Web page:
Registration Dossier

Ecotoxicological information

Endpoint summary

Administrative data

Description of key information

Additional information

Short-term toxicity data are available for fish and invertebrates reporting a 96 h LC50value of 130 mg active acid/L with Scopthalamus maximus, and a 96 h EC50value of 110 mg/l with Acartia tonsa.

Short-term toxicity data with freshwater organisms are available with the closely related substance HMDMTP acid (CAS 23605-74-5). An LC50value of 440 mg active acid/L was reported in a 14 day study with Oncorhynchus mykiss, while a 48 h EC50value of 570 mg active acid/L was reported with Daphnia magna. It is not possible to exclude that the effects observed with the freshwater invertebrates are due to pH effects. However the results do indicate that the substance is of low short-term toxicity.

Only a disregarded study is available assessing the effects of the registered substance on algal inhibition, however the endpoint has been waived on the basis that the complexing properties of phosphonic acid limit algal nutrient availability.Further testing is also not recommended as the tests will be assessing the toxicity of a nutrient bound phosphonic acid and not the substance itself. For further details see section 7.1.4

Long-term toxicity endpoints have been waived on the basis of the risk characterisation outcome being <1.

Cationic imbalance in organisms

There is evidence from structurally analogous substances that they have the potential to disrupt bioavailable concentrations of metallic cations in the blood of fish and invertebrates (McLaughlin and Fisk, 2010). The likelihood of this occurring is highest in situations where concentrations of available cations in an organism are limiting. This is unlikely in test media for aquatic toxicity tests. The low bioaccumulation potential of the substances is a further factor to consider since the internal concentration of the phosphonic acid in the organism is not expected to be high.

It is not possible to draw from the available data definitive conclusions regarding the significance of this effect for the results of the toxicity tests. However even though short-term and long-term toxicity was observed at high test concentrations in reliable tests it is unlikely that such high concentrations of phosphonic acid substances would be encountered in the environment. Therefore, it appears that even if the occurrence of cationic imbalances in the blood of the test organisms were responsible for the observed effects, then these effects would be unlikely to occur under environmental conditions. It is inappropriate to explore this issue further at this stage.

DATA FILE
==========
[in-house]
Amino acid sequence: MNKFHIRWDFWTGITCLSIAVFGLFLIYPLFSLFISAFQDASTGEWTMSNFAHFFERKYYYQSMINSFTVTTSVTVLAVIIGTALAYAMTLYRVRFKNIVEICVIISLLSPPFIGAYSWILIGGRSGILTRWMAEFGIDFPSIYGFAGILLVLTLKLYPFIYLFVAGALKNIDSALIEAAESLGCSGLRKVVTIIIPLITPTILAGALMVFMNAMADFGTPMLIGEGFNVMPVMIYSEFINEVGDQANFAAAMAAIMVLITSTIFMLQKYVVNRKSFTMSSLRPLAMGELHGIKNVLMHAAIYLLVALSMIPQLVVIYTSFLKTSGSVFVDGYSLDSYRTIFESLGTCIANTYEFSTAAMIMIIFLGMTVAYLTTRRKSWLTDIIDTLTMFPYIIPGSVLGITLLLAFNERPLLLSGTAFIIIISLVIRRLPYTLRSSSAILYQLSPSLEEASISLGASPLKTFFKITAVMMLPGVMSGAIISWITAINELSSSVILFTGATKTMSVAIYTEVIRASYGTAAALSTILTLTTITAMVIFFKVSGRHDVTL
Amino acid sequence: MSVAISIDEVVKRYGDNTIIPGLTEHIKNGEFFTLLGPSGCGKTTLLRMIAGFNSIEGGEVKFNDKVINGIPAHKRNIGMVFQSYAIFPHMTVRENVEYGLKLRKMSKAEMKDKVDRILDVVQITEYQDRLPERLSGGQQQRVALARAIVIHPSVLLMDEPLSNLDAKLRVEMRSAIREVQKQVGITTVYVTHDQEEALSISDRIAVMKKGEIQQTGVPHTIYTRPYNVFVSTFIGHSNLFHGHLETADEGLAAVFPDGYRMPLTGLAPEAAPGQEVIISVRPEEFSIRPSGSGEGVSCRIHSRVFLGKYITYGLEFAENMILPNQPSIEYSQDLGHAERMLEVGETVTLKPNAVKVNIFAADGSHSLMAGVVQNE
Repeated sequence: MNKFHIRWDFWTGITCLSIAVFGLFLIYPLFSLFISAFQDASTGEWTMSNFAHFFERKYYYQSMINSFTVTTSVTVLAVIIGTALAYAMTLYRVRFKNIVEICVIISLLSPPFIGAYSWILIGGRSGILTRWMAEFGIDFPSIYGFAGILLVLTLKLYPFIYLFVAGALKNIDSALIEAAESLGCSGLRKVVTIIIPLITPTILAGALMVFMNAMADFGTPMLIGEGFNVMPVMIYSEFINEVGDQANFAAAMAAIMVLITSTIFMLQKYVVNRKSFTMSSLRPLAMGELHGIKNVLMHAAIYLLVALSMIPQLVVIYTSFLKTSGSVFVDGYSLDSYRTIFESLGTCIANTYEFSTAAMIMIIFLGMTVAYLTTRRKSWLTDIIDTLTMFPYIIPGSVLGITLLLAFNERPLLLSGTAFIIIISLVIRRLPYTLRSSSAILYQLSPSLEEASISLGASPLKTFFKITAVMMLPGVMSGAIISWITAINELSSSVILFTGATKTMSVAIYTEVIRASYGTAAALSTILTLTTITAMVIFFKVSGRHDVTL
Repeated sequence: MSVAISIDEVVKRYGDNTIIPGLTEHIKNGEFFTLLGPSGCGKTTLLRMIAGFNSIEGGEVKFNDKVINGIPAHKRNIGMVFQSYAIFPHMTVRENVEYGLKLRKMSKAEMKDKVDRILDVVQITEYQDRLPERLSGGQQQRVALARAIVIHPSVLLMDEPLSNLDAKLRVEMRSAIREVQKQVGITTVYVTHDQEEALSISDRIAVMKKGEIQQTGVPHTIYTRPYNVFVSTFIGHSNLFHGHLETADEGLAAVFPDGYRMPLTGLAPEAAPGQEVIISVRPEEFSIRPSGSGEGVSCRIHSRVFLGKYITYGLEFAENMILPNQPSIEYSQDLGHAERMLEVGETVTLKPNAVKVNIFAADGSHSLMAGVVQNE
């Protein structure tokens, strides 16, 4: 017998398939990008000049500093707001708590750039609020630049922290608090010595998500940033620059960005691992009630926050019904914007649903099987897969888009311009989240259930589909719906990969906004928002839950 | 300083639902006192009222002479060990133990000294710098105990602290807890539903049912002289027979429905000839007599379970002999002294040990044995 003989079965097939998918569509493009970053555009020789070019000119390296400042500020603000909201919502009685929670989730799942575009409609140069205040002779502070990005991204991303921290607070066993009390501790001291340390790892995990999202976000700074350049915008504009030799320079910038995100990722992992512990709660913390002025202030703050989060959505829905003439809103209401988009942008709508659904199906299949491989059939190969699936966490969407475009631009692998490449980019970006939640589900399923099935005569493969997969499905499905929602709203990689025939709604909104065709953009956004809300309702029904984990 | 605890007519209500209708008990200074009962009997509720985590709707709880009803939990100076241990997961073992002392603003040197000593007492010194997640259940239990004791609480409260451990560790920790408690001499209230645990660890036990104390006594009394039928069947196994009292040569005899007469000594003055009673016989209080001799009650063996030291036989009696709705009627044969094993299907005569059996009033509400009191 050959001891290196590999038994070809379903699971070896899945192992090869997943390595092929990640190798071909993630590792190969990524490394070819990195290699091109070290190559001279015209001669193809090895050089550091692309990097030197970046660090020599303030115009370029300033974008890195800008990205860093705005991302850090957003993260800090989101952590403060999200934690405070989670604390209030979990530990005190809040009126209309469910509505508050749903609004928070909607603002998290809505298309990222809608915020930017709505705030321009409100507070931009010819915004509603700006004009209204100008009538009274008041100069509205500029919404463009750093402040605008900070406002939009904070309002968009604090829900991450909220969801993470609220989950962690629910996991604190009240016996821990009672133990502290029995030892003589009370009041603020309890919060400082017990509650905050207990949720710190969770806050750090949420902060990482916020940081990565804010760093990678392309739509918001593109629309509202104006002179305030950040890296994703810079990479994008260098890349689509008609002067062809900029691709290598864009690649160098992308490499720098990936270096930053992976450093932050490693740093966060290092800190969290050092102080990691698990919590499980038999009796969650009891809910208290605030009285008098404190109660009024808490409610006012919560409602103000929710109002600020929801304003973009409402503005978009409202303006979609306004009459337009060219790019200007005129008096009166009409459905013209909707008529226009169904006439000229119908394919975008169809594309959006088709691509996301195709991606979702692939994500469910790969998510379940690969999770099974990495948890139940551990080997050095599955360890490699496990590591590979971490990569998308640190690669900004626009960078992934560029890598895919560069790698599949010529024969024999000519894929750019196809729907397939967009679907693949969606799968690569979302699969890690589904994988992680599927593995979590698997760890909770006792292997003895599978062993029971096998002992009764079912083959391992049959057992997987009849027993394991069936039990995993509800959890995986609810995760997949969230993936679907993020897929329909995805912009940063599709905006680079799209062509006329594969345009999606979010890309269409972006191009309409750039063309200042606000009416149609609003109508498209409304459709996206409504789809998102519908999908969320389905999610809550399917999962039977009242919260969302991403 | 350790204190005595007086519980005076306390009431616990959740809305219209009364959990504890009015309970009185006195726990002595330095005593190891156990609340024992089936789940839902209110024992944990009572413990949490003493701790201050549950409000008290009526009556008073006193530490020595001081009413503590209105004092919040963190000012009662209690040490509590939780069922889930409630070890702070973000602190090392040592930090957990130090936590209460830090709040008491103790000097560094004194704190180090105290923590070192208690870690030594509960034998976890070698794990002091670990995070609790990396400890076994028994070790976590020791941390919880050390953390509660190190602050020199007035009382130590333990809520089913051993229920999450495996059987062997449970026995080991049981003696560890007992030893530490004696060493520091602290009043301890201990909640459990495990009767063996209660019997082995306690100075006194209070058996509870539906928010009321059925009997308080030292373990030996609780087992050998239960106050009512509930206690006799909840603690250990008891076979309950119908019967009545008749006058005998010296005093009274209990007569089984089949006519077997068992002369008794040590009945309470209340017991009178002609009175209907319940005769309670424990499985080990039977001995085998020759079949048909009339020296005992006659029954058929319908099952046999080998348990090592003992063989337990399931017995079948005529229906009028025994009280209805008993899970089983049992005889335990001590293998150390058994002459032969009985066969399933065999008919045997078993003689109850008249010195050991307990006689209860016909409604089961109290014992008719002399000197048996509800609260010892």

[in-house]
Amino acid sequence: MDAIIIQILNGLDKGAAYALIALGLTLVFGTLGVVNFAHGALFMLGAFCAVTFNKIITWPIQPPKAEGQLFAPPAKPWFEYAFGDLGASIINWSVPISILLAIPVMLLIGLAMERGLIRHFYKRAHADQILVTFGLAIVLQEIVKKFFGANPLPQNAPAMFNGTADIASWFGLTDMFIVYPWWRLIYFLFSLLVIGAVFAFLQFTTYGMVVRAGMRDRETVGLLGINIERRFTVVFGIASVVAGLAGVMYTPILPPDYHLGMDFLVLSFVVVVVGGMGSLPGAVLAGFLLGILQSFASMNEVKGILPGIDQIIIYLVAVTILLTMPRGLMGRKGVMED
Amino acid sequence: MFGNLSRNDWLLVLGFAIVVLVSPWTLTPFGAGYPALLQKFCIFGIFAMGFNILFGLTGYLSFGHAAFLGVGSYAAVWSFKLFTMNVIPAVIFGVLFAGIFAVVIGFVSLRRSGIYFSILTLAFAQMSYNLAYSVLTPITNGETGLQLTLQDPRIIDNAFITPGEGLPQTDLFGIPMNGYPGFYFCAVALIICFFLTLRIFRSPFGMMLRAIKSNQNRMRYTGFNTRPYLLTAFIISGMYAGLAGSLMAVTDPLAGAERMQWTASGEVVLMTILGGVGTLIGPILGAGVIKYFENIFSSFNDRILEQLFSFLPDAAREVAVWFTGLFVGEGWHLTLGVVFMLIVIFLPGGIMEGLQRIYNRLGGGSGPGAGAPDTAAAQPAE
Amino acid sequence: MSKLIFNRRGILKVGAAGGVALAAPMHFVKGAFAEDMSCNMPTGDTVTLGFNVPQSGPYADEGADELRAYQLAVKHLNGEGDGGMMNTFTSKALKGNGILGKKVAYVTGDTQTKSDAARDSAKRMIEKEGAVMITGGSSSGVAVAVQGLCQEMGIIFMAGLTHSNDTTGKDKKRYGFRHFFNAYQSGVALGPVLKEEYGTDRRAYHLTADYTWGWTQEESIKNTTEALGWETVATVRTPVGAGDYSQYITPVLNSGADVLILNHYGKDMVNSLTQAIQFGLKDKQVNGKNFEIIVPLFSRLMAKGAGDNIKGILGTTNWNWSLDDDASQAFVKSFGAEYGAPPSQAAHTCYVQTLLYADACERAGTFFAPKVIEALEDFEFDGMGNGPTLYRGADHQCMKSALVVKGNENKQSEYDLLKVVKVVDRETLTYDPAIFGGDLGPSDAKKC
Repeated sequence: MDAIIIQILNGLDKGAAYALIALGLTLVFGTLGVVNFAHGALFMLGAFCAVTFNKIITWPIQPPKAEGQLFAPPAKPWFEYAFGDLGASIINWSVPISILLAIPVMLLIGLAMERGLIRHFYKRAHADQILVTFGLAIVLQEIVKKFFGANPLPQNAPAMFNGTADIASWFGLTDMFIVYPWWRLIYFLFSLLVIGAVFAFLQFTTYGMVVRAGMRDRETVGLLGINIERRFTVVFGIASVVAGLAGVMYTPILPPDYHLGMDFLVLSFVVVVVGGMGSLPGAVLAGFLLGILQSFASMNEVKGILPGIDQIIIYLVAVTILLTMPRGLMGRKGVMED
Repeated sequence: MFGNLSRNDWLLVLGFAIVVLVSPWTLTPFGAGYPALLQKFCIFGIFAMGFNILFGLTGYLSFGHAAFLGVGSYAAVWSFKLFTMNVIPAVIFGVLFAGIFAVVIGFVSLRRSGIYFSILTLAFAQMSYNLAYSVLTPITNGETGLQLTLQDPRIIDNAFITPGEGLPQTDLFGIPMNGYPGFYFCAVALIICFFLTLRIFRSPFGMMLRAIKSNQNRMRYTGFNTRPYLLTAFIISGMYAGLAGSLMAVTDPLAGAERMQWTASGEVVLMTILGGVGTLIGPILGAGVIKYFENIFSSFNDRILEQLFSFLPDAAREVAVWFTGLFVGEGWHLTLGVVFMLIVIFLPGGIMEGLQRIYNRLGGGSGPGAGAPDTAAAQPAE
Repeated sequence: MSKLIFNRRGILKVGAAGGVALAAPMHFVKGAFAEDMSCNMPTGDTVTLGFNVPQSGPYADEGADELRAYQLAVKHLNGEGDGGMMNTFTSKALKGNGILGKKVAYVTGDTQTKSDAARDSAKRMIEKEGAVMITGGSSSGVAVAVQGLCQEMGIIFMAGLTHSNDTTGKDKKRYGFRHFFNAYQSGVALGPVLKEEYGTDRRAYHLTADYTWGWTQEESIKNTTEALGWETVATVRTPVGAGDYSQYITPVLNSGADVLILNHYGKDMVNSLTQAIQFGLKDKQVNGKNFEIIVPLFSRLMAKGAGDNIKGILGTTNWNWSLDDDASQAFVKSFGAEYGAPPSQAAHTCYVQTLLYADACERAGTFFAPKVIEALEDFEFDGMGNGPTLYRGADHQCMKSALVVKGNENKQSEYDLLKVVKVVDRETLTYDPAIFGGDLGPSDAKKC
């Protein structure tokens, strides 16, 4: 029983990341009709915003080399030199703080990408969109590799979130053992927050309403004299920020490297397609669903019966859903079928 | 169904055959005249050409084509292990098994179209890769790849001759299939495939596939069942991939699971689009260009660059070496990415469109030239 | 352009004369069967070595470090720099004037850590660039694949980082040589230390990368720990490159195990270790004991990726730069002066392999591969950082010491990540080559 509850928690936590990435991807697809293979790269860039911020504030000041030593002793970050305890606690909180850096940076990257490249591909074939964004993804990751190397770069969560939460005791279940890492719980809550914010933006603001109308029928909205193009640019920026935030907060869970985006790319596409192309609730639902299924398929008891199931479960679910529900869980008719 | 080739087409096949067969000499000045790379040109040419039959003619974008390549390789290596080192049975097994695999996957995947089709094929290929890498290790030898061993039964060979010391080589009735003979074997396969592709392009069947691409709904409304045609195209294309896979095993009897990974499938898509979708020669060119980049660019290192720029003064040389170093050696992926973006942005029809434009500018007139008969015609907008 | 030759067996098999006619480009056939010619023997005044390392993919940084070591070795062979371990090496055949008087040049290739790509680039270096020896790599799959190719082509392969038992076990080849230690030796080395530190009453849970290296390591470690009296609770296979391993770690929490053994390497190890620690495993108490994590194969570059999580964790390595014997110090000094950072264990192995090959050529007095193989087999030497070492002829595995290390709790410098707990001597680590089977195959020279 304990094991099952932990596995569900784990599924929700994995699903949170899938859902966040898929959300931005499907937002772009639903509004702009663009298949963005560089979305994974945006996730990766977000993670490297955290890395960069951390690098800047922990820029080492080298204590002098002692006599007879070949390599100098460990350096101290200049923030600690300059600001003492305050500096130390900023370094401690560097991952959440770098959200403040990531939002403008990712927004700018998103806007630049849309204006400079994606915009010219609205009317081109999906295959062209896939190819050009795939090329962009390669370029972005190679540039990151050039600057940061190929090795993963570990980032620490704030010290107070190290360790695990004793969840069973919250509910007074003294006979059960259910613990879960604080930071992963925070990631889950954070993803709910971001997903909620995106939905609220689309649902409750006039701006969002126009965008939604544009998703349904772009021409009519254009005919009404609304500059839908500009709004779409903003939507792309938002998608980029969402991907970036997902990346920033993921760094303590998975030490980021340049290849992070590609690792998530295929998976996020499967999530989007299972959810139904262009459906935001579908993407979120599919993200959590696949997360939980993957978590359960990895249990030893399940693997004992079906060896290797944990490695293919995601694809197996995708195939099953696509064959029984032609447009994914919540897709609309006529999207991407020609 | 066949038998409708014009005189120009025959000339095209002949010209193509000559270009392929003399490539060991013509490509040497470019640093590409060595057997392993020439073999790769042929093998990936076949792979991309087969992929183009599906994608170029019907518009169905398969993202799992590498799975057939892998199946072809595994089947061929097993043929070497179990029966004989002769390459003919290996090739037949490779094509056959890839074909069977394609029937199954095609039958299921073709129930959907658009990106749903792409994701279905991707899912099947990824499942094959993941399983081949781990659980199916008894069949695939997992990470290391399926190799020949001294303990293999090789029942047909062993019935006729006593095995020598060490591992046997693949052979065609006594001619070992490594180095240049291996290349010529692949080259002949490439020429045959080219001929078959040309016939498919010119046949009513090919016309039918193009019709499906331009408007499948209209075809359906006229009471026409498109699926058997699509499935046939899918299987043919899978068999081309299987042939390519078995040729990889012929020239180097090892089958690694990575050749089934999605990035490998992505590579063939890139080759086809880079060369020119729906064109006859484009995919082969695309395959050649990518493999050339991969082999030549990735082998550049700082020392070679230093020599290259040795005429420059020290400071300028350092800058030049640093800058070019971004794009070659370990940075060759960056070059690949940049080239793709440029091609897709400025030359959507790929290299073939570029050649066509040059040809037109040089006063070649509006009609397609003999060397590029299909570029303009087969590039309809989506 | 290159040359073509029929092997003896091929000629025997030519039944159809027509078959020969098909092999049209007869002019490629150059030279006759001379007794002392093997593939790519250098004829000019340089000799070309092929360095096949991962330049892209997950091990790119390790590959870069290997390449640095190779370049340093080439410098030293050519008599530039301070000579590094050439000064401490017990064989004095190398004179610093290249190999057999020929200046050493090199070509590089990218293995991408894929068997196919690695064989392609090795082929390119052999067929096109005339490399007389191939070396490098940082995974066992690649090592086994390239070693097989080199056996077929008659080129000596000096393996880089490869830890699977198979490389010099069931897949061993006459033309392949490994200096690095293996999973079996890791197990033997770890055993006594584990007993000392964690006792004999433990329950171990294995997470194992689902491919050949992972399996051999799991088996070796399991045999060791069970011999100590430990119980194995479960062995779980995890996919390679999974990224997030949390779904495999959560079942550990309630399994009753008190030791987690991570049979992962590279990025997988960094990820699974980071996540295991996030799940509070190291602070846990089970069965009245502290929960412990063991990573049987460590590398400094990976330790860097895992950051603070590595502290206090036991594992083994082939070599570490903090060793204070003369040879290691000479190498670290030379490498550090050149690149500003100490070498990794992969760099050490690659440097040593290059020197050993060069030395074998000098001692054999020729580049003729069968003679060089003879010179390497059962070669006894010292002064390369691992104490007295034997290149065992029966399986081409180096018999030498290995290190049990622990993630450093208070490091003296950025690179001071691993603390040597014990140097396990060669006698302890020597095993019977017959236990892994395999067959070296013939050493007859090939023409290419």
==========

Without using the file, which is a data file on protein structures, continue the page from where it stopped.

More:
Justification for read-across between BHMT and HMDTMP:

The registration substance is part of a category family (super-category; see chapter 1 of CSR for more details) which consists of several phosphonates that share a common chemistry incorporating alkyl backbones with one or more tertiary amine centres and multiple methylphosphonate groups present. Data from HMDTMP-H (CAS number 23605-74-5) have been used to fill in gaps where necessary for the registered substance.

BHMT-H (CAS 34690-00-1) has three amine centres (five methylphosphonate groups), connected by two hexyl chains. HMDTMP-H (CAS 23605-74-5) has two amine centres (four methylphosphonate groups), connected by a hexyl chain.

As well as being structural analogues, all these phosphonates have consistent chemical properties including high MW (685 and 492 respectively), very low log Kow(≤-4 for BHMT-H and HMDTMP) and are highly soluble in water. The substances generally posses similar physico-chemical properties and are not readily biodegradable.